Margaret Farmakis is senior director, professional services at Return Path.
Read more about email marketing: Here are a few examples showcasing why you should check that everything is in order before you hit the send button! Plus, read about how new viewing habits (desktop vs. smart phone) do have an impact on email design, however the basics for email creative don't change.
Want to know more about email strategy? — read about improving your email open rates.
Surrounded by the brightest and best of the UK’s entrepreneurs, business minister Mark Prisk MP launched rather a useful tool for the UK’s small businesses at BIS HQ this week – a definitive calendar of events to help small business throughout Britain for every month in 2012.
Targeted at pre start ups as well as established and new businesses, the calendar marks the first time all Britain’s best business events feature on the same site in a searchable format. There are 600-plus events listed already – and Mark Prisk is aiming to get 1,000 online in the near future. He said:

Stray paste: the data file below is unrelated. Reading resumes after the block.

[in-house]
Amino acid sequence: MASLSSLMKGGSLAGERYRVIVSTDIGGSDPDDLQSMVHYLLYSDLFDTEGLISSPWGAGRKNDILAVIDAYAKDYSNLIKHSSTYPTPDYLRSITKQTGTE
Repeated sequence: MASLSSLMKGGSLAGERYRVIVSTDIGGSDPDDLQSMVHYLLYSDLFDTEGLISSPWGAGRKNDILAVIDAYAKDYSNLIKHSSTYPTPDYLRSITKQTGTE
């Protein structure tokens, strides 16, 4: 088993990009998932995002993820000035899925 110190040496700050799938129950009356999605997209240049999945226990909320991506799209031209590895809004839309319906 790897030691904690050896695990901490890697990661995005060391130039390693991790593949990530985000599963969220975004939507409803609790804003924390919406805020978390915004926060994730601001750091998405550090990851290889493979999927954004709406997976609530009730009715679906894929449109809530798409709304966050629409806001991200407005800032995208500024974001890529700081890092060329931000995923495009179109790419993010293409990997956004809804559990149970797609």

“We want 2012 to be the year of enterprise, where entrepreneurs can unlock their business potential. Enterprise events don’t just take place on one day, or during one week, but they appear throughout the year and across the country.
“We need to make sure people know that there is support and advice available, that it is easy to get, and it is often on their doorstep.”
With shows, talks, workshops, schemes and local networking events listed, the calendar does just that. And the country’s diverse business support organisations – ranging from teachers who inspire primary school children to mentors of hi-tech start ups - are showcasing their event offers on the site too. Rajeeb Dey, one of the founders of the Government’s StartUp Britain campaign, said:
“The Enterprise Calendar is about helping businesses go for it. It will shine a spotlight on the broad range of plentiful resources that exist for people wanting to start or grow a business in 2012.”
The most up-to-date version of the calendar is online to search or download – and even upload your own event. Many events are free, so the calendar could well become an invaluable tool for you – and at the very least should benefit you with a couple of days of advice, inspiration and a range of handy new contacts.